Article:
Opioid addiction is keeping a high percentage of people out of the workforce, Fed chairman says
- The opioid crisis gripping communities across the U.S. also is taking an economic toll, Fed Chairman Jerome Powell said.
- Those counted as not in the labor force have increased by 16 million over the past decade, or more than 20 percent.
America's opioid epidemic is exacting a massive human toll that also is impacting the economy, Federal Reserve Chairman Jerome Powell said Tuesday.
One of the Fed's primary goals is achieving maximum employment, or making sure every potential worker who wants a job has one. Lost somewhere in that mix, though, is the portion of the working-age population that can't work because of their addictions.
Speaking to the issue during an appearance before a Senate committee, Powell called the crisis "a terrible human tragedy" that is having a direct impact on how labor progress is measured.
"From an economic standpoint, some high percentage of prime-age people who are not in the labor force, particularly prime-age males who are not in the labor force, are taking painkillers of some kind," he said.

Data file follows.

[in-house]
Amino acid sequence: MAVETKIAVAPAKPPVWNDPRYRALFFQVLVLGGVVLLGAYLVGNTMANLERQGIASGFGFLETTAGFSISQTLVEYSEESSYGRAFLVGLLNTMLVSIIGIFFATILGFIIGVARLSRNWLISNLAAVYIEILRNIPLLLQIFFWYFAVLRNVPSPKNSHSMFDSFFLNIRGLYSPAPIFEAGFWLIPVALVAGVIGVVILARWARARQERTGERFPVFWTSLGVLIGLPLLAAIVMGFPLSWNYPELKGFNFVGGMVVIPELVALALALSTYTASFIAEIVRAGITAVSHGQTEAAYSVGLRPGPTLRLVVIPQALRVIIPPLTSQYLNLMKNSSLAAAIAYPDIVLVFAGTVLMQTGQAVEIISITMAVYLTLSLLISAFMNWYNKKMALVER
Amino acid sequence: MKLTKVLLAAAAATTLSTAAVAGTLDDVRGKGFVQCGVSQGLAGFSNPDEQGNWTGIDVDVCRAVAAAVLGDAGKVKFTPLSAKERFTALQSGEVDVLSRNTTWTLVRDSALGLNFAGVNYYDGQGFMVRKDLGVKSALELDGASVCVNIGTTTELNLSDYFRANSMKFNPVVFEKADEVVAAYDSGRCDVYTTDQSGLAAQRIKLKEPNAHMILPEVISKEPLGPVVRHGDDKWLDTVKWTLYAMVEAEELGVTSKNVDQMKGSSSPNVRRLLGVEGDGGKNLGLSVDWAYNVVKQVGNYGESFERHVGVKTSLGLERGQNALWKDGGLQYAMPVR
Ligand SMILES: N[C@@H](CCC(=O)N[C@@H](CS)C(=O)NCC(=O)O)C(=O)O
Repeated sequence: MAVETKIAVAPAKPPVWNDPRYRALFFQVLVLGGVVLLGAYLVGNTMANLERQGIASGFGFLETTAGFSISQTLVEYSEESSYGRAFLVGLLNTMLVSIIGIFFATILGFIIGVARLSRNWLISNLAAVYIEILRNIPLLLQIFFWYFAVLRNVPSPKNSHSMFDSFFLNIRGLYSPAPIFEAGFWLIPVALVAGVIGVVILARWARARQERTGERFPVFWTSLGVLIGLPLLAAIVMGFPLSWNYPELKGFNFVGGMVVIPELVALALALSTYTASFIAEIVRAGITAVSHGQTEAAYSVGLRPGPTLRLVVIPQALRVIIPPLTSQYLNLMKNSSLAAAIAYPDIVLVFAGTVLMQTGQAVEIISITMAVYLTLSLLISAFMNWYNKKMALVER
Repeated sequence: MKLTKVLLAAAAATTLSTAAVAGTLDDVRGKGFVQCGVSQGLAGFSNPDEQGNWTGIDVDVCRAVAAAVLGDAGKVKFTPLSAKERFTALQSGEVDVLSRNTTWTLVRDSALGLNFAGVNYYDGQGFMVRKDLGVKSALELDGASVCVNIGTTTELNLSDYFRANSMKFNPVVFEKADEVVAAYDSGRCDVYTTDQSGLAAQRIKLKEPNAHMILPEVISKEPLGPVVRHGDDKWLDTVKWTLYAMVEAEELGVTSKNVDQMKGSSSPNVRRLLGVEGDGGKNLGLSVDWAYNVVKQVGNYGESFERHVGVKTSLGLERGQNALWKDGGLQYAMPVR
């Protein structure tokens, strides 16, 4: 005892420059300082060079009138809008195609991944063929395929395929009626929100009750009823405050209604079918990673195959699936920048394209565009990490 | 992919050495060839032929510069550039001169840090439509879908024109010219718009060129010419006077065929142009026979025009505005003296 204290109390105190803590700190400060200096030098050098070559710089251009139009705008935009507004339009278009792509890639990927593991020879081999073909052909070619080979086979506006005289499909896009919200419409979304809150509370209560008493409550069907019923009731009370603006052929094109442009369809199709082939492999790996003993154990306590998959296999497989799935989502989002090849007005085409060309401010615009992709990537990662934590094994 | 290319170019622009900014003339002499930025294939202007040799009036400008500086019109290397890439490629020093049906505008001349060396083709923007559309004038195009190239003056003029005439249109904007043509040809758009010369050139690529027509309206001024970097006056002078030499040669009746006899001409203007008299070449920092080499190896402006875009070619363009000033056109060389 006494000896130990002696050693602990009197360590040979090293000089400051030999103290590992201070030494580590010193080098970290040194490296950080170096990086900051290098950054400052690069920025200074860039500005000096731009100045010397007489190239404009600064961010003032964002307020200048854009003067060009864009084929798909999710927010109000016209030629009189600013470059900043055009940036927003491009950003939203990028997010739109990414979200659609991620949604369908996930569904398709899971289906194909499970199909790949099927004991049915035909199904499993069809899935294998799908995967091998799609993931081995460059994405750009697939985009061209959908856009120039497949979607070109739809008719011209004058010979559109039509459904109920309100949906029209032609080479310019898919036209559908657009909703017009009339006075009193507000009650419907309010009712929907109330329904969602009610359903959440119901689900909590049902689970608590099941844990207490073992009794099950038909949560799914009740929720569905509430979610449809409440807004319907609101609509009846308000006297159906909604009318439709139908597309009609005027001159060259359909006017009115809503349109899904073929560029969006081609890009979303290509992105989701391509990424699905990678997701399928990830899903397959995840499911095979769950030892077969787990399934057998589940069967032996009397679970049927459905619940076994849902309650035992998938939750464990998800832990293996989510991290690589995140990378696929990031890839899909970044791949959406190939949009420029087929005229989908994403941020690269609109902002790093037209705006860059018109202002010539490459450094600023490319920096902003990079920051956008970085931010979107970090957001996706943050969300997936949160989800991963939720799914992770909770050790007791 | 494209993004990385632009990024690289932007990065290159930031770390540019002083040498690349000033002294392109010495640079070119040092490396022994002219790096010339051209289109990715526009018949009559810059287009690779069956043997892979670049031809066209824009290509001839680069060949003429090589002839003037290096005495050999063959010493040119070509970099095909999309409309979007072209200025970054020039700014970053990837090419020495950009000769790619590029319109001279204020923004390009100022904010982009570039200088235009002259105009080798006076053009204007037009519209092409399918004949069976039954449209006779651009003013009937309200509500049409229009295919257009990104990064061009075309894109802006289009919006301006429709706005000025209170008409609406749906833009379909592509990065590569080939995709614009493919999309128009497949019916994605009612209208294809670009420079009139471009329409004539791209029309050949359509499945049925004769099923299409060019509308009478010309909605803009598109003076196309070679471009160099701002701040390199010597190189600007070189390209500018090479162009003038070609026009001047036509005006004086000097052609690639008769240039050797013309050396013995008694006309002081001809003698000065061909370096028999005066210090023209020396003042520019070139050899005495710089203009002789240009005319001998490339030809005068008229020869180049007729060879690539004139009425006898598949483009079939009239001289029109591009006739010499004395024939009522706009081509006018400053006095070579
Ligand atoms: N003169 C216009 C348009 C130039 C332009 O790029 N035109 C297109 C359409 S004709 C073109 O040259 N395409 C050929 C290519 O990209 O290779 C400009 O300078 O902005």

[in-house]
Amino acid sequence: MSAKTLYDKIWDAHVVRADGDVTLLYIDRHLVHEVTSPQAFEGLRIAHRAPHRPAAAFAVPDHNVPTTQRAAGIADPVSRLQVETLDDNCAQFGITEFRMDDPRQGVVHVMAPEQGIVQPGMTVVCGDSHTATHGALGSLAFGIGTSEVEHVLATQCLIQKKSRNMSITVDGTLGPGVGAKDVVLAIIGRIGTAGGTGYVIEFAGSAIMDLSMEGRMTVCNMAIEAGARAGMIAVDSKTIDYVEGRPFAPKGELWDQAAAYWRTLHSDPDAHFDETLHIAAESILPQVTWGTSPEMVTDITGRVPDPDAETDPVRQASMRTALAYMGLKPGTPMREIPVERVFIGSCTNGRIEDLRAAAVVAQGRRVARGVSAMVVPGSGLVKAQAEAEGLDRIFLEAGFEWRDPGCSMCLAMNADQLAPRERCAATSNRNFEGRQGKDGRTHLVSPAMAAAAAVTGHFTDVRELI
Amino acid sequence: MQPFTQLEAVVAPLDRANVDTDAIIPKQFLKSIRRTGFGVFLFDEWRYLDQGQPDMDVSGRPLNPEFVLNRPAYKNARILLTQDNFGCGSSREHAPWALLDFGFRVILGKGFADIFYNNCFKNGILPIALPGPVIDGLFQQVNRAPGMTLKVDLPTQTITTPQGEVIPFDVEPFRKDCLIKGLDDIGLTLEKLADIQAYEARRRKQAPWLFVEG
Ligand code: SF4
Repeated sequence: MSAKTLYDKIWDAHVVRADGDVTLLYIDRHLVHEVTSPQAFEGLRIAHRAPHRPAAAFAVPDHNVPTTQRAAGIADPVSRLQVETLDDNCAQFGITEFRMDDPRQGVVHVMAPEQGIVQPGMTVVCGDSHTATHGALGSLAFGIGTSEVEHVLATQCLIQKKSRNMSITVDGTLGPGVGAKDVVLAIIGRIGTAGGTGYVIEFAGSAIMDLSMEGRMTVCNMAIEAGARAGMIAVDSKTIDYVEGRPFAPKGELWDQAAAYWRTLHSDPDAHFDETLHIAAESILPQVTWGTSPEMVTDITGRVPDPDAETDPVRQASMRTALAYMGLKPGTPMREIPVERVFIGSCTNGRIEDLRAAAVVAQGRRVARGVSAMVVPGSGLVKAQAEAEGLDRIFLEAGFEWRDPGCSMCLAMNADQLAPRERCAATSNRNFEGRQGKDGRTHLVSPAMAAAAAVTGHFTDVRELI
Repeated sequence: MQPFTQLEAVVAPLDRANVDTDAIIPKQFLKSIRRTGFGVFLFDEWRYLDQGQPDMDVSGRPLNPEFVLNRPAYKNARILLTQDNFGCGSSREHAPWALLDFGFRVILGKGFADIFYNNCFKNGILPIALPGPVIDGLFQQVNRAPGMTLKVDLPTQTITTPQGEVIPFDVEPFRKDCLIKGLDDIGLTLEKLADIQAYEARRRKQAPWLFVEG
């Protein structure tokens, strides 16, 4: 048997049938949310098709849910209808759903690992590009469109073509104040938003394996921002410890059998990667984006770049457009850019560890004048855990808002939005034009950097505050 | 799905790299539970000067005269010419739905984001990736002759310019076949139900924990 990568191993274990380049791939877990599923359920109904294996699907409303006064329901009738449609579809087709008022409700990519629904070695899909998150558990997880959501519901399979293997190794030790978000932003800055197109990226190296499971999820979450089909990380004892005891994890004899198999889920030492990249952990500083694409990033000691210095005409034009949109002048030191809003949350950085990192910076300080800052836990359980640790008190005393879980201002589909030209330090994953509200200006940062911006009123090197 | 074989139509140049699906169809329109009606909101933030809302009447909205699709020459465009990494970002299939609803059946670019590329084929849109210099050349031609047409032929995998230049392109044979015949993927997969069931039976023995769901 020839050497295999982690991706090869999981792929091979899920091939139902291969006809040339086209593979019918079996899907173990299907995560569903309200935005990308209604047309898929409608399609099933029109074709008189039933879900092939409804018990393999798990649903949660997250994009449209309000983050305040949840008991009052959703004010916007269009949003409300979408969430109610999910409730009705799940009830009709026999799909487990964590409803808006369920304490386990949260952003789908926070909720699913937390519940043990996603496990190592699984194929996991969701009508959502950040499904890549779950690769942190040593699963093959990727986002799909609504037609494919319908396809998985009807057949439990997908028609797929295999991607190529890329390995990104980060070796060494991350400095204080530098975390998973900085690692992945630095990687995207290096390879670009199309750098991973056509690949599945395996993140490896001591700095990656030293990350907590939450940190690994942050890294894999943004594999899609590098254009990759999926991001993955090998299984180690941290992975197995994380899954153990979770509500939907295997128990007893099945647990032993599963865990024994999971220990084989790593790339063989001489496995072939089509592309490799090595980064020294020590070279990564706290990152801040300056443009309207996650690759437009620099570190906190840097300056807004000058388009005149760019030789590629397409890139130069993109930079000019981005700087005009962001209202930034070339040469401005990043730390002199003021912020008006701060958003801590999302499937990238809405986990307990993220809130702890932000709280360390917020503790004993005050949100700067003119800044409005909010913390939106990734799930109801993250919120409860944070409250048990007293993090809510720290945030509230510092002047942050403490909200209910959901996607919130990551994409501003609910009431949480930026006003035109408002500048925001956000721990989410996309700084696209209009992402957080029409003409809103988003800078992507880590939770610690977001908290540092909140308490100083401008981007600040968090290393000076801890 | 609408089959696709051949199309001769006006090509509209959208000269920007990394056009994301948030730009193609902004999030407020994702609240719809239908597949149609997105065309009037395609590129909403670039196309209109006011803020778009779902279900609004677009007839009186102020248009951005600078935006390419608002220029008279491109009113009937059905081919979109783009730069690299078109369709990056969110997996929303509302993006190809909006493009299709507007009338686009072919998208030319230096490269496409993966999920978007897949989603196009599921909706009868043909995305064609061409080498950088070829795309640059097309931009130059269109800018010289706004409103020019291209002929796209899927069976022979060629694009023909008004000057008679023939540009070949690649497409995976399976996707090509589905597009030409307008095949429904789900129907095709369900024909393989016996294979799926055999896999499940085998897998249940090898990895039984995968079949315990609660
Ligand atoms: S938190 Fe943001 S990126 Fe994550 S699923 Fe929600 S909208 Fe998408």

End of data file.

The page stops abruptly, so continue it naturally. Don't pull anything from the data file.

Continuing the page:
Powell cited research from Princeton economist Alan Krueger, who conducted a survey and found that 44 percent of men reported that they had taken some form of pain medication the previous day.
"It's a big number," Powell said. "It's having a terrible human toll on our communities and also it matters a lot for the labor force participation rate and economic activity in our country."
The labor force participation rate plays a significant role in calculating the government's headline unemployment rate. Those not considered in the workforce are not counted in the jobless rate, holding the number down and potentially presenting a skewed picture of the employment situation.
Over the past decade, the LFP rate has declined from 66.1 percent in June 2008 to 62.9 percent in June 2018. During the same period, those counted as not in the labor force swelled from 79.3 million to 95.5 million, a more than 20 percent increase.
Deaths over the decade also swelled, rising from about 6 deaths per 100,000 in 2006 to more than 13 in 2016, the most recent year for which data were available, according to the Centers for Disease Control.
Correction: An earlier version misstated the amount of opioid-related deaths.
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